YAF Chair Andrew Collins’20 Responds to Op-Ed
Noah Sisson’s piece was a pernicious mix of deceit, spin, repetition, and half-baked research, almost impressively confined to the space of a few hundred words. Nearly every item posited as fact is demonstrably untrue. To set the record straight in order: Erik Prince was not the last speaker YAF hosted, Heather Mac Donald was; the first-hand reporting and official account of the college tells a very different tale than the one the author describes here of the nature of the protests against Prince, which I need not enumerate; Prince did not cite safety concerns to cancel the event, the College did; his talk at the Hotel Goodwin was private and closed press, and to my recollection Mr. Sisson was not in attendance, hence his supposed knowledge of the content of Prince’s speech is puzzling and his description is completely false––Prince did not talk about First Amendment issues. I am not breaching any confidences in disclosing that Prince’s remarks focused on ways to end the war in Afghanistan under what he calls the “MacArthur Plan.”
Moving to the second paragraph, the author incorrectly refers to John Ashcroft as the Secretary of State when he was, in fact, the Attorney General. In this capacity Ashcroft did not “encourage and allow” torture, but rather authored legal opinions stating that enhanced interrogation does not constitute torture—disagree with this if you like, but get the facts straight. There also were not “many reports” of waterboarding at the state department or even at the Department of Justice––the agency Ashcroft actually led––but rather three cases carried out by the CIA.
At this point the factual errors recede and the spin takes over. The notion that John Ashcroft’s limited Q&A somehow reflects poorly on YAF is patently absurd. Here’s the reality: Ashcroft’s talk was supposed to be an hour-long, and to be respectful of everyone’s time, we ended it on the hour. If there were hands still in the air, sorry. The characterization of the Ashcroft event as giving him a “personal soapbox from which he preached his controversial views” is an exaggerated way of saying “giving a speech I didn’t like.” Needless to say, no such description would ever be applied to the left-wing speakers that parade through campus.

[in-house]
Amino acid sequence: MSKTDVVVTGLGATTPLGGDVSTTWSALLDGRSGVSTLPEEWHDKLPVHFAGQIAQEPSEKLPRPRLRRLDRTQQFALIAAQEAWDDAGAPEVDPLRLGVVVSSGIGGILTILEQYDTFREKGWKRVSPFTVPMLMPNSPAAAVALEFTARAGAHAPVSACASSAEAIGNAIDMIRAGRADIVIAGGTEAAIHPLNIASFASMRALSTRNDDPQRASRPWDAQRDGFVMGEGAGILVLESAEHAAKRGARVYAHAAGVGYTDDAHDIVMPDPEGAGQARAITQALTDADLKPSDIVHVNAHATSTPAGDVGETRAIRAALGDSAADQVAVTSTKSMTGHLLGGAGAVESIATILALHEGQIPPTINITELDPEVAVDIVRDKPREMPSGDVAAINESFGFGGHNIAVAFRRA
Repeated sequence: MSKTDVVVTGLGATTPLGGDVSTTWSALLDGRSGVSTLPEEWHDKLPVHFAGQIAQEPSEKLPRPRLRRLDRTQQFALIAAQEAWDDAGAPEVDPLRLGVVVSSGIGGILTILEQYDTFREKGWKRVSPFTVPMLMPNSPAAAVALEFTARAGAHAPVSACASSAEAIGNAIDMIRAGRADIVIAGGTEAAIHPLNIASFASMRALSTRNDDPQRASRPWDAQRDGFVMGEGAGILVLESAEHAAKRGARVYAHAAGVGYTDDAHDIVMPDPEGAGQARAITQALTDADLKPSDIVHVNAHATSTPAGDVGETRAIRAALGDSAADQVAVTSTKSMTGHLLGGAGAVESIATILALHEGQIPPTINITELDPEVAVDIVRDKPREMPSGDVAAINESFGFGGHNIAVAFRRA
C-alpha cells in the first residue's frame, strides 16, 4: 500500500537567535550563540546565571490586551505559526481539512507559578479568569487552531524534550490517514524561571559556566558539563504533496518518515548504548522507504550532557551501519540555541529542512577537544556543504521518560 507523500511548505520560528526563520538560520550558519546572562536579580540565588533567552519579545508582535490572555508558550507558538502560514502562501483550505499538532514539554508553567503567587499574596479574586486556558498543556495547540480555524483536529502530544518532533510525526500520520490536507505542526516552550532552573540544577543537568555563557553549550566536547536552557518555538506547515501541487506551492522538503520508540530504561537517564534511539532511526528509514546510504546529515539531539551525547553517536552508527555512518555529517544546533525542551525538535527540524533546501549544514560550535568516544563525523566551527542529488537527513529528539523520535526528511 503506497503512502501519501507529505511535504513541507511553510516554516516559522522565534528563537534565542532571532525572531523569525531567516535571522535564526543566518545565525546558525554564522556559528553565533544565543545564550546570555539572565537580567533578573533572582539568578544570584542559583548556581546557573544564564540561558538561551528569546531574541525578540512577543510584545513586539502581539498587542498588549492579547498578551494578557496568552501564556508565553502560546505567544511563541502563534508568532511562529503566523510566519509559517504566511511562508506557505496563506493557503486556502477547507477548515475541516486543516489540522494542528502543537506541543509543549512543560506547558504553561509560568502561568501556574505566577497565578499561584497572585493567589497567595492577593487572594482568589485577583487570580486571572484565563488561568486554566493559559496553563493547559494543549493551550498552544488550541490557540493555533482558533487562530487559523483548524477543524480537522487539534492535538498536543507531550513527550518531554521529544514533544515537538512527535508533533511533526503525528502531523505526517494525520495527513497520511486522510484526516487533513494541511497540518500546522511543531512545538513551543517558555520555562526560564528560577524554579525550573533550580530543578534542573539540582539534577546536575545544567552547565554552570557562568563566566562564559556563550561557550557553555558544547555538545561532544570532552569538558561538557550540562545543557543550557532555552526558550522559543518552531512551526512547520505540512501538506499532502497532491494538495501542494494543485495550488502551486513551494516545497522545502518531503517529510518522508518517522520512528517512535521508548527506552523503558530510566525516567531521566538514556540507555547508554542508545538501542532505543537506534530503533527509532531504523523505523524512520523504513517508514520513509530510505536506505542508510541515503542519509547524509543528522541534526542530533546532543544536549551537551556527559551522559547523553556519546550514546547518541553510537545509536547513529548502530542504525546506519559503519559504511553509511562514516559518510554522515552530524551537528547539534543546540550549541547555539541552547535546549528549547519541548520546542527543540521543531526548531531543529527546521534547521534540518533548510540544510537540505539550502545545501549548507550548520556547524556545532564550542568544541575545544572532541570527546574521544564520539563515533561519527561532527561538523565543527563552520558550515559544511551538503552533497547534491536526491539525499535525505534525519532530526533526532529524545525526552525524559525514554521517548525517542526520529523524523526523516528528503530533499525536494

As to the author’s amusing suggestions on how best to stop YAF’s activities, I reply in order. Limiting the speakers YAF is allowed to invite only to those listed in the Foundation’s bureau is perverse on a number of levels, not least in its capacity to utterly backfire against these mopey censors. Demanding a certain amount of time for questions is also rather silly––after all, we always allot time for questions and the brevity or loquaciousness of the answers is hardly a variable over which anyone has control. The final suggestion that YAF be limited only to College-allocated funds displays such a blatant double standard I am inclined to be charitable and assume ignorance. A very cursory look into higher-education philanthropy will reveal that the use of outside sources of funding to finance speakers, reading groups, research, and even full-time staff positions is part and parcel with the operation of colleges and universities around the globe, and Beloit in particular.
Sisson writes—no doubt with a lump in his throat—that he has come to the “unfortunate conclusion” YAF is not interested in starting a dialogue, and that YAF does not act responsibly or in good faith. Given that all he has offered to back these claims is a litany of lies, it should be clear to any fair reader that his “unfortunate conclusion[s]” are truer of himself than of YAF.